The link also makes it clear that non-chlorine bleaches either contain hydrogen peroxide (liquid bleaches) or form it when added to water (powdered bleaches). So this tip about peroxide really doesn't seem to be such a great discovery :-)

The mention of 130degF contradicts the propaganda that hot washing isn't necessary anymore. This is the official web site of the detergent manufacturers' trade association, after all. What's more, go to the list of page numbers at the top, and click on "7". This page actually defines hot as "130 degrees F (54.4 degrees C) or above. White and colorfast fabrics, heavily soiled loads and diapers." Anyone care to contact the washer manufacturers, and see what they say about this? :-)

Here is a link that might be useful:

    Bookmark   June 11, 2009 at 10:11AM
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That is true. In the hotel case that I mentioned above, they are required to wash linen and towels at something like 185 degrees to meet health dept. requirements. Hot enough to activate the hydrogen peroxide I guess.

    Bookmark   June 11, 2009 at 6:49PM
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FYI... Wal-Mart (of all places) has a house brand "Free" liquid bleach (in a pretty pink plastic label wrapper) that is peroxide. No dyes, colors or enzymes.

Haven't been able to determine what the actual concentration is but it works well for me in my FL. I add a 1/2 to whole cup through the main detergent shoot once the load gets started.

- IT Geek

    Bookmark   June 13, 2009 at 2:47PM
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I work as a chef and needless to say clothes become rather soiled. I'd tried color safe bleach, oxyclean.. none of them worked that great. A few weeks ago I got a horrible stain on my carpet. tried professional carpet cleaning chemicals with little success...just a slight dulling of stain while mostly spreading it around the infected area. poured some 3% hydrogen peroxide on the stain, let sit for 1-2 hours and stain removed. it didn't affect the color of the carpet... you can't tell where I spot treated.

So I decided to use it in my laundry as well. IMO washing under cold water with 3% hydrogen peroxide hasn't resulted in any "bleaching" of colors. I fill the machine with cold water and 2 cups of hydrogen peroxide. put my clothes in, let the machine mix everything a bit, but while still full of detergent, peroxide, and water I let it sit for 1-2 hours. I haven't noticed any bleaching and it's removed stains that are literally over a year old and seems to brighten colors. Hydrogen peroxide really is a miracle worker.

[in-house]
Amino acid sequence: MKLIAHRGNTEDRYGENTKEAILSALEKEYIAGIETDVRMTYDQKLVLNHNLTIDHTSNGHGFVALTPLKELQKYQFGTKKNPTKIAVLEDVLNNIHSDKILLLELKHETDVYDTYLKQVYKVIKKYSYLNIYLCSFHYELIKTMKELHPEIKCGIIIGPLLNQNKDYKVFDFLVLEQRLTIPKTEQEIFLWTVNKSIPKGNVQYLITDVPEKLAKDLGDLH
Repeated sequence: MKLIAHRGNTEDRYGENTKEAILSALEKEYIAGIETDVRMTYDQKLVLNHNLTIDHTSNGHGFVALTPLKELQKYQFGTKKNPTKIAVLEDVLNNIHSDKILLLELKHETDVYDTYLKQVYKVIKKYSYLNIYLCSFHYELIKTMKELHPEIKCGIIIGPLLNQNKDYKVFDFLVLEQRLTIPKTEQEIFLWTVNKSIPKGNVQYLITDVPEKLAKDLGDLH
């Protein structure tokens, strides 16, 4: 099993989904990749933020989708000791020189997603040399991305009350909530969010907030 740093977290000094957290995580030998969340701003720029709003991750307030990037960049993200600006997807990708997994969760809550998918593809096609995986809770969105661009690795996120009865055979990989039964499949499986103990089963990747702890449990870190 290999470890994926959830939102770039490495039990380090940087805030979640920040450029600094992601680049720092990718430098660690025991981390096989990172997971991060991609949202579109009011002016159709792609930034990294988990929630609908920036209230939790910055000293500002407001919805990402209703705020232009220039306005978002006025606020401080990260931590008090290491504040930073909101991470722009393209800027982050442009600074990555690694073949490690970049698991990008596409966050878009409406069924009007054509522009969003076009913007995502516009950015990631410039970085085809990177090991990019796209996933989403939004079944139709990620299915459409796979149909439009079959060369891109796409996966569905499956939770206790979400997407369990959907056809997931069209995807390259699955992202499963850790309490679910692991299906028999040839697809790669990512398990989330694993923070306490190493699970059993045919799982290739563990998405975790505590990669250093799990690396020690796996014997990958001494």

Bookmark   June 11, 2013 at 8:55PM
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As I understand it, the active ingredient in powdered "oxygen bleaches" (e.g., OxiClean, Ecover, etc.) is sodium percarbonate, which is an anhydrous (dry) form of hydrogen peroxide. So, I would guess that adding liquid hydrogen peroxide to your laundry achieves the same effect as the wash cycle performs when it adds water to sodium percarbonate (turning it into hydrogen peroxide).

So, the questions remain: which form of the compound is most effective, which form is more uniformly distributed (dry or liquid), and, for the equivalent amount of "oxidizing power," which costs the least?

Depending on the source, sodium percarbonate costs between $0.14-$0.32 /ounce (Ebay chemical suppliers, or from a US-based Ecover importer, respectively).

More specifically, on the cost question, at which dilution, and at what amount, does a hydrogen peroxide solution produce the equivalent amount of oxidation ("oxygen bleaching") per ounce of sodium percarbonate powder? Drugstore hydrogen peroxide is about 3-6% by weight; laboratory-grade, 30%; and commercial-grade, 60%; according to Wikipedia (note that the Wiki article also states that hydrogen peroxide may used as a jet-pack propellant . . . or, for making volcanoes in your kitchen).

Also, which product is easier to keep "active?" Sodium percarbonate reacts with water in the atmosphere, reducing its oxidation effectiveness, resulting in, I believe, sodium carbonate (washing soda, or "soda ash"). I assume hydrogen peroxide breaks down in sunlight (hence, the brown bottles), and in open-air.

This post was edited by studio460 on Tue, Jun 11, 13 at 23:22

    Bookmark   June 11, 2013 at 10:56PM